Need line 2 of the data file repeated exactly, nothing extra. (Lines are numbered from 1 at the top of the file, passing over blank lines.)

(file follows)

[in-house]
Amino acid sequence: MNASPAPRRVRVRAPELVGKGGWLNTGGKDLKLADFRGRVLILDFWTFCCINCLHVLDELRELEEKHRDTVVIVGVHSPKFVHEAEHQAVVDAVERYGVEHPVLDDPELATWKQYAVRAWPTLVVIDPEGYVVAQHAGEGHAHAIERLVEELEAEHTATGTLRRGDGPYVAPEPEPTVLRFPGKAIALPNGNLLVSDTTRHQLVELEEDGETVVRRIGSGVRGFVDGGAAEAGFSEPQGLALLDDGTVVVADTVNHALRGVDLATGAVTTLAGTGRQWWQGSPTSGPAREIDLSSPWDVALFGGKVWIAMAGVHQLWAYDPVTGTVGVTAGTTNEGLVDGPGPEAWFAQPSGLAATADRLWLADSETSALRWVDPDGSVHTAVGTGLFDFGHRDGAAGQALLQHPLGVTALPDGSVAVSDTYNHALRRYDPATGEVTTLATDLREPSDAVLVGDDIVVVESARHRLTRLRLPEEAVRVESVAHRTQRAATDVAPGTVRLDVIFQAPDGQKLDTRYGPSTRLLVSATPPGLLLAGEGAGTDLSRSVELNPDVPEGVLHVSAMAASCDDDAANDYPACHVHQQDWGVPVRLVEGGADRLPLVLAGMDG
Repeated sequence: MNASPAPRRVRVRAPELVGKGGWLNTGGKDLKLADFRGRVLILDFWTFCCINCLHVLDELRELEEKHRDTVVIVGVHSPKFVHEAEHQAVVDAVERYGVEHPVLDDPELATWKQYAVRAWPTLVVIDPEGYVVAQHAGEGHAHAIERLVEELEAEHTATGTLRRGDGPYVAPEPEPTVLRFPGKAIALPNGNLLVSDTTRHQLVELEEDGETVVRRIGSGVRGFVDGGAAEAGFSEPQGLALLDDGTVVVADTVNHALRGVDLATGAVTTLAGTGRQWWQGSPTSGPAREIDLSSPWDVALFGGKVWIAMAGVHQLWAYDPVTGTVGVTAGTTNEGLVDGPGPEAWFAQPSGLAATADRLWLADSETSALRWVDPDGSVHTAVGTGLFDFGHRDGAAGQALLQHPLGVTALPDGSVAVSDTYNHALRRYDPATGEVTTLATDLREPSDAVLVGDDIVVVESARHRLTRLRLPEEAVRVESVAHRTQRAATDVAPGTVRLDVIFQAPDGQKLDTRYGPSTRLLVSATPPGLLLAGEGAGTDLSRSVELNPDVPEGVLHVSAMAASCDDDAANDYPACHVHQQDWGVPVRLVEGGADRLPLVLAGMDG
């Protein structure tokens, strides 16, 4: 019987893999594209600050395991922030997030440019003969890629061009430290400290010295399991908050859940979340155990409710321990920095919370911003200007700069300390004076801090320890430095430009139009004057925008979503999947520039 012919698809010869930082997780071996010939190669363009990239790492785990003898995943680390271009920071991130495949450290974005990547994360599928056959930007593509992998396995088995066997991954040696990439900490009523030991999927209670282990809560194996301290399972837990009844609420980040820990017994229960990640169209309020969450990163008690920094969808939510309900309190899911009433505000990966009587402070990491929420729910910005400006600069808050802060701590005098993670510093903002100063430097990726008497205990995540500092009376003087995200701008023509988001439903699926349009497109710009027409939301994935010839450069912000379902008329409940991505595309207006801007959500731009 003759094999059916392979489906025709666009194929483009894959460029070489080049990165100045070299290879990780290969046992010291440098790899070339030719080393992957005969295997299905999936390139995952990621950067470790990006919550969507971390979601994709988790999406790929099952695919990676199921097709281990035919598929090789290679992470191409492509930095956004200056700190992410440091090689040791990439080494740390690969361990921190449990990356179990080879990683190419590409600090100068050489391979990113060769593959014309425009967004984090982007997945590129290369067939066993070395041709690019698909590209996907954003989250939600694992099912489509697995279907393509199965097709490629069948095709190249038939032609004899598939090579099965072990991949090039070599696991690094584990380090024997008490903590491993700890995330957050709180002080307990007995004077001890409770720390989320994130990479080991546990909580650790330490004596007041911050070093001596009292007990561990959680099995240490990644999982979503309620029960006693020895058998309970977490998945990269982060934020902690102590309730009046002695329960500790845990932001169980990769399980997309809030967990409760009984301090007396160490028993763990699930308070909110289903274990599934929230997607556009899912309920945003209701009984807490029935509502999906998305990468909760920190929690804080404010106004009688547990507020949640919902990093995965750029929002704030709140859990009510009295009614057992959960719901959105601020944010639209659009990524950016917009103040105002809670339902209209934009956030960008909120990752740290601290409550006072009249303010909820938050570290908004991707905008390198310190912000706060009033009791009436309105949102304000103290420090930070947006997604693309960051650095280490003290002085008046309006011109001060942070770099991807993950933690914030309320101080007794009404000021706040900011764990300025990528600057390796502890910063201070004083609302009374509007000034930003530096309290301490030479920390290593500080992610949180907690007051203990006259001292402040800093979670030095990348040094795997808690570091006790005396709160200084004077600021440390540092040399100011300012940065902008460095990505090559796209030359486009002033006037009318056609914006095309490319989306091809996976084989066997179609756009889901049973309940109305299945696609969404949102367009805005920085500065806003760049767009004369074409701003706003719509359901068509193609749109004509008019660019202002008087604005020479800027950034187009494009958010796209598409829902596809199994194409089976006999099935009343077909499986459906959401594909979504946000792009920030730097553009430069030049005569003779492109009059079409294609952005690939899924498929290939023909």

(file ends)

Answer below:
Amino acid sequence: MNASPAPRRVRVRAPELVGKGGWLNTGGKDLKLADFRGRVLILDFWTFCCINCLHVLDELRELEEKHRDTVVIVGVHSPKFVHEAEHQAVVDAVERYGVEHPVLDDPELATWKQYAVRAWPTLVVIDPEGYVVAQHAGEGHAHAIERLVEELEAEHTATGTLRRGDGPYVAPEPEPTVLRFPGKAIALPNGNLLVSDTTRHQLVELEEDGETVVRRIGSGVRGFVDGGAAEAGFSEPQGLALLDDGTVVVADTVNHALRGVDLATGAVTTLAGTGRQWWQGSPTSGPAREIDLSSPWDVALFGGKVWIAMAGVHQLWAYDPVTGTVGVTAGTTNEGLVDGPGPEAWFAQPSGLAATADRLWLADSETSALRWVDPDGSVHTAVGTGLFDFGHRDGAAGQALLQHPLGVTALPDGSVAVSDTYNHALRRYDPATGEVTTLATDLREPSDAVLVGDDIVVVESARHRLTRLRLPEEAVRVESVAHRTQRAATDVAPGTVRLDVIFQAPDGQKLDTRYGPSTRLLVSATPPGLLLAGEGAGTDLSRSVELNPDVPEGVLHVSAMAASCDDDAANDYPACHVHQQDWGVPVRLVEGGADRLPLVLAGMDG